Monday, 27 December 2010

One of our own

Interestingly, Pardew seems to be starting to have an effect at SJP. The logical place to start was with the players (ignoring the decision to take on Steve Stone as assistant coach - personally I think he's been taken on as a translator for Pardew... but, doubt he'll have quite a glittering career as Jose Mourinho) Staying put signs put over the names of both Carroll and Barton, as well as the news that Steven Taylor has just signed at new 5 and a half year contract (hummm... that period of time sounds familiar, doesn't it....). Needless, to say there is no news on how much the contact is worth - but, part of me is really pleased that Taylor wants to stay on Tyneside, rather than moving to pastures new. He's spent much of the last five years being the chest-thumping, warrior.

At times looking like the natural successor to John Terry - all passion, heart and sweat for the cause. A real captain in the making and heart-on-sleeve soul of the club. However, at other times he's looked like the successor to Titus Bramble - slow, ponderous and poor decision making. Also, he's had a a couple of years when he's suffered a lot with injuries - a persistent shoulder injury, along with aggravating Andy Carroll leading to getting his jaw broken, has meant that he's been a bit part player for the past couple of seasons.

I guess he's typical of the ying and yang of many players, some good points and some bad. He's never been afraid to put his head in, either to stop a goal, or to score a few as well. He's given us some fantastic comedy moments - such as the below

He's also been advised poorly, in my view... Paul Stretford ( Rooney's agent) has managed to contradict that NUFC-loving image by driving such a hard bargain during the contract negotiations for his client that Taylor has effectively spent the last 6 months on the transfer list. I, for one don't recall reading about a rush of clubs bidding for him. No doubt Taylor has an increase on the weekly wage - but it has damaged his standing amongst the fans. I wonder what price there really is on that type of public image?

But, ultimately he is one of ours... I'm pleased he is staying, but feel that he has much to prove over the rest of this season. I don't think that he's going to be the next captain of England (or even Newcastle United) but I'll be pleased if he really does stay for the term of this contract. However, I'm not convinced that he will. In the same way that I doubt that Pardew will see out his contract either.

Saturday, 11 December 2010

Lack of Class

In my younger days I had a part time job in a print shop. It was a largely un-rewarding job, but I got to play with some new gadgets. I was shown how to do all sorts of exciting things, such as bind documents, use the high speed photocopier and laminate signs and posters. Needless to say binding wasn't much fun (I can recall wrecking one students thesis) and, beyond the obvious, photocopying was dull. However, the laminating machine led to all sorts of hilarity... This included getting various photos enlarged and making them more 'solid' than previously as they became poster sized. I only did one for myself...I can still remember it vividly. Shearer and Ferguson celebrating a goal, with the words "Form is temporary: Class is permanent" emblazoned across the bottom. I think I'd particularly liked it as it was at the time that Shearer was getting a tough time from the English press about him not being good enough to play for Eng-er-lund.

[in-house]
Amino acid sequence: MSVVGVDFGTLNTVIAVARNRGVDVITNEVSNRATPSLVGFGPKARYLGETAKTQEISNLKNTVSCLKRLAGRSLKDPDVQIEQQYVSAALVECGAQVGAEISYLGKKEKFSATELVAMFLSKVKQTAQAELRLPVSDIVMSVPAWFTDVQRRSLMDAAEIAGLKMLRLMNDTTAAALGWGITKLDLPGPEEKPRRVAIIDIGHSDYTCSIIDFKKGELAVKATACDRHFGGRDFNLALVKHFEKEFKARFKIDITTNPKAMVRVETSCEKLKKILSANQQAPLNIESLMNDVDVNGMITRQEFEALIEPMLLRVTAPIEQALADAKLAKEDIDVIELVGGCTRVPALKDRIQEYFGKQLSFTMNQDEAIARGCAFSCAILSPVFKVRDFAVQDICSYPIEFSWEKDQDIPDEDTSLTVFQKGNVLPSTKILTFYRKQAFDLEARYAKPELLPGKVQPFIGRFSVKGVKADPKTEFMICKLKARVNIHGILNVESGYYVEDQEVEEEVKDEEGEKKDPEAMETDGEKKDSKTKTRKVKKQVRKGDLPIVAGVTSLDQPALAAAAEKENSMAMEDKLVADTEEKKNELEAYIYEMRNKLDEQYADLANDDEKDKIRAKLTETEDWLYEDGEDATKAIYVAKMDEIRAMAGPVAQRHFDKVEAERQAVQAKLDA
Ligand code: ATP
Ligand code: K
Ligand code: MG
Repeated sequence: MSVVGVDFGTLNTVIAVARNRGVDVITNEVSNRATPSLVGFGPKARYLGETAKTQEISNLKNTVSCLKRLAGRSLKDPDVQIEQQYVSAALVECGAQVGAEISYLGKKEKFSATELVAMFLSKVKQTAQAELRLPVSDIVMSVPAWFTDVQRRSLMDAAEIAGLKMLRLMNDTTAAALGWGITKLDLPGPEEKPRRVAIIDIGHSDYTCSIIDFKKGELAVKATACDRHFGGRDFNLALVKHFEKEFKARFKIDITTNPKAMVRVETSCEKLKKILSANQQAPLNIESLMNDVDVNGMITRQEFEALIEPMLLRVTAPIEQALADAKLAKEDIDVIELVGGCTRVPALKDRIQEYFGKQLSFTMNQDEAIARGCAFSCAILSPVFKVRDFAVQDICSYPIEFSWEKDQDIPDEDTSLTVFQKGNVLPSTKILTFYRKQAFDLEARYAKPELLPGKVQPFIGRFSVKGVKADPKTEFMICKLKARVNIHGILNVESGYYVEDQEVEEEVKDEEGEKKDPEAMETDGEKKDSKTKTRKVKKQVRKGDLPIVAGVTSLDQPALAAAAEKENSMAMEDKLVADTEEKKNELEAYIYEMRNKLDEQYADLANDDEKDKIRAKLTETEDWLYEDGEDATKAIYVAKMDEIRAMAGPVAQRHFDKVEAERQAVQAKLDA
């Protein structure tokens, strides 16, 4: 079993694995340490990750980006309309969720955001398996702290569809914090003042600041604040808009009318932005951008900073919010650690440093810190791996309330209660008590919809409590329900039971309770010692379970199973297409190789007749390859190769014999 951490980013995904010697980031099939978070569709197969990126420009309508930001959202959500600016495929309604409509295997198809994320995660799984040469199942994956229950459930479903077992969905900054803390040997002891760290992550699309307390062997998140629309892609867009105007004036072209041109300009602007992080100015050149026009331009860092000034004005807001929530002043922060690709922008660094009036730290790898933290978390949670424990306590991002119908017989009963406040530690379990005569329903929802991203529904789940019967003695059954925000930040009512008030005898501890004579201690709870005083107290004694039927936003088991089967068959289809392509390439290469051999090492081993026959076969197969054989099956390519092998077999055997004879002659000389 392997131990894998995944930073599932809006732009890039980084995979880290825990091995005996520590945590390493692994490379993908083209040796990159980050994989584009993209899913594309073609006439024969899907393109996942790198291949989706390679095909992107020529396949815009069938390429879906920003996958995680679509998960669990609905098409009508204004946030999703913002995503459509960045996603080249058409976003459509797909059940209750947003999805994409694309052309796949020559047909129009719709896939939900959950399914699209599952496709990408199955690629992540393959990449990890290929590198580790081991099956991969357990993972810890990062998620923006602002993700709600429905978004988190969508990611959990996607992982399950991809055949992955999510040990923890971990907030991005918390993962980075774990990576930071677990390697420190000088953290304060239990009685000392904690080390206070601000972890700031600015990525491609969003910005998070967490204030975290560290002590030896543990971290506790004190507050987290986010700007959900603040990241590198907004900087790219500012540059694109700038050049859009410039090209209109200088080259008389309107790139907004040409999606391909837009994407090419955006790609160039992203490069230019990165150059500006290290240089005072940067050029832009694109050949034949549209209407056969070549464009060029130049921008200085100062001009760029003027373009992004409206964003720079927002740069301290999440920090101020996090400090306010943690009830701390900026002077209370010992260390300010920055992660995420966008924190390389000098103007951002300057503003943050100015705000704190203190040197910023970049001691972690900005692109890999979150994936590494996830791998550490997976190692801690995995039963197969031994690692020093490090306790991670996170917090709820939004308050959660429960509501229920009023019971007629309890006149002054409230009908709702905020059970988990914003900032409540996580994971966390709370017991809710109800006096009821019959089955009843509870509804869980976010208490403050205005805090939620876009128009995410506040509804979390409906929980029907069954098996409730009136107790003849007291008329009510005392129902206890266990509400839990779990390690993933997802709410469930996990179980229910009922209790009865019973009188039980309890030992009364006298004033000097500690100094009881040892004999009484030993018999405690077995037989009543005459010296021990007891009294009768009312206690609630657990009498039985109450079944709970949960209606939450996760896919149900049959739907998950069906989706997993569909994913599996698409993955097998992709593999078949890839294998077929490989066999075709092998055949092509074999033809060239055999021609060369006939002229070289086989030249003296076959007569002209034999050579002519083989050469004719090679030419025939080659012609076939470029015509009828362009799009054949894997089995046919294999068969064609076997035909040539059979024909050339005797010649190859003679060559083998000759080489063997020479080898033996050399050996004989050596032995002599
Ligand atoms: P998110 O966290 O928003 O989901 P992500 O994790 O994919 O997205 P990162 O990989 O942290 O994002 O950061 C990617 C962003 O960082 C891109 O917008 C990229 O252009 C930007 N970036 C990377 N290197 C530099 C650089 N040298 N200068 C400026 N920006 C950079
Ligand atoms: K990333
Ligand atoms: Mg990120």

Roll forward 20-plus years and I was reminded of this moniker again, but this time the inverse. Mike Ashley has demonstrated time and time again that he lacks understanding of how to effectively communicate with his 'customers' and the sacking of Chris Hughton was another example of this. As a consumer of brand NUFC, it appeared to me that the football team was getting some stability, that the team - was starting to play like a team. The results were mixed, but it felt like the team was going in the right direction. The key to this was the continuity that had been given by the management team - Hughton and Calderwood appeared to have been doing a good job, with limited resources. As a watcher of the business of Newcastle United, it also appeared that Hughton was doing a fair job, mid-table and regular TV revenue coming in, combined with the asset that is Andy Carroll, being nurtured and therefore his value (both in terms of transfer value and marketing value) increasing.

But, obviously this wasn't enough for the owners of both the business and the brand. The reasons for the supporters as to why he was sacked are spurious. But perhaps the business ones aren't. I'd guess that Hughton was asking for money to shore up the depth of the team, that the money wasn't available or his choices deemed incorrect. From a cost perspective, Hughton will have been a lot cheaper to sack than either Allardyce or Keegan. So, as ever Ashley fails to communicate with his punters and the inevitable conclusion is drawn... he's got no class, and his form is temporary.

As a demonstration of Ashley's temporary form, he got lucky with Pardew's first game. Beating a sub-standard Liverpool team might have looked good on paper. It might have lessened the volume and nature of the protests against Hughton's sacking for that game. But, the cracks are still visible and unless some investment is made in the playing squad Ashely's lack of class with the dismissal of someone who appeared to be a genuinely decent man - and a good communicator; will come home to roost.